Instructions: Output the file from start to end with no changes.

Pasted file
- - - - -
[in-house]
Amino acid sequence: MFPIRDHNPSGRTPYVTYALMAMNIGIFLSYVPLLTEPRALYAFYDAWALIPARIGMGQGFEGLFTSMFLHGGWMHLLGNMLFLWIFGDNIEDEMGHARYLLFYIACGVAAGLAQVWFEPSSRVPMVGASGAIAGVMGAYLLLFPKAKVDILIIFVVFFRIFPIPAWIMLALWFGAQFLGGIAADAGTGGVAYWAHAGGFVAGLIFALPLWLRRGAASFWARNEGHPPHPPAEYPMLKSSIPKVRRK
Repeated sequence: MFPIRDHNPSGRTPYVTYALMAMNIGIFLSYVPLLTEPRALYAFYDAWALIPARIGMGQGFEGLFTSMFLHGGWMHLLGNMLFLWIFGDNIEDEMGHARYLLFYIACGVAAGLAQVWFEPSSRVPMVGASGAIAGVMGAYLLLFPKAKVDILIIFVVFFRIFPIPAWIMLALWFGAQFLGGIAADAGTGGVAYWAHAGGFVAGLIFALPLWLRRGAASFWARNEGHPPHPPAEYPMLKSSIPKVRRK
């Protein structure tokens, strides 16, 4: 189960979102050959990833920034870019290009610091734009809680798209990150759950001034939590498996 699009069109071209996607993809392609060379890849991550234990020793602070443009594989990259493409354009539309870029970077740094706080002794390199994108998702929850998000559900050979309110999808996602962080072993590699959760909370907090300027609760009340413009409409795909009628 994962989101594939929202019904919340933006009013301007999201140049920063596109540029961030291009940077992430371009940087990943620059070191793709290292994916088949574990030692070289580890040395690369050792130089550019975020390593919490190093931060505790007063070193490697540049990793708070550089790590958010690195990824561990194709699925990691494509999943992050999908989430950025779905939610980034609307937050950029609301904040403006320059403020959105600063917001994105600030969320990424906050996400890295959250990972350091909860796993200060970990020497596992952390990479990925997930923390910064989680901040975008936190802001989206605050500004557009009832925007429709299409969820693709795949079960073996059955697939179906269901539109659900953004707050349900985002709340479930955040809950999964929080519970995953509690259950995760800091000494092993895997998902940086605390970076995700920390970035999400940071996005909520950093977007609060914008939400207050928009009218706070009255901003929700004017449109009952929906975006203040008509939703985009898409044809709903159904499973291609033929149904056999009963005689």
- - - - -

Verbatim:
[in-house]
Amino acid sequence: MFPIRDHNPSGRTPYVTYALMAMNIGIFLSYVPLLTEPRALYAFYDAWALIPARIGMGQGFEGLFTSMFLHGGWMHLLGNMLFLWIFGDNIEDEMGHARYLLFYIACGVAAGLAQVWFEPSSRVPMVGASGAIAGVMGAYLLLFPKAKVDILIIFVVFFRIFPIPAWIMLALWFGAQFLGGIAADAGTGGVAYWAHAGGFVAGLIFALPLWLRRGAASFWARNEGHPPHPPAEYPMLKSSIPKVRRK
Repeated sequence: MFPIRDHNPSGRTPYVTYALMAMNIGIFLSYVPLLTEPRALYAFYDAWALIPARIGMGQGFEGLFTSMFLHGGWMHLLGNMLFLWIFGDNIEDEMGHARYLLFYIACGVAAGLAQVWFEPSSRVPMVGASGAIAGVMGAYLLLFPKAKVDILIIFVVFFRIFPIPAWIMLALWFGAQFLGGIAADAGTGGVAYWAHAGGFVAGLIFALPLWLRRGAASFWARNEGHPPHPPAEYPMLKSSIPKVRRK
């Protein structure tokens, strides 16, 4: 189960979102050959990833920034870019290009610091734009809680798209990150759950001034939590498996 699009069109071209996607993809392609060379890849991550234990020793602070443009594989990259493409354009539309870029970077740094706080002794390199994108998702929850998000559900050979309110999808996602962080072993590699959760909370907090300027609760009340413009409409795909009628 994962989101594939929202019904919340933006009013301007999201140049920063596109540029961030291009940077992430371009940087990943620059070191793709290292994916088949574990030692070289580890040395690369050792130089550019975020390593919490190093931060505790007063070193490697540049990793708070550089790590958010690195990824561990194709699925990691494509999943992050999908989430950025779905939610980034609307937050950029609301904040403006320059403020959105600063917001994105600030969320990424906050996400890295959250990972350091909860796993200060970990020497596992952390990479990925997930923390910064989680901040975008936190802001989206605050500004557009009832925007429709299409969820693709795949079960073996059955697939179906269901539109659900953004707050349900985002709340479930955040809950999964929080519970995953509690259950995760800091000494092993895997998902940086605390970076995700920390970035999400940071996005909520950093977007609060914008939400207050928009009218706070009255901003929700004017449109009952929906975006203040008509939703985009898409044809709903159904499973291609033929149904056999009963005689």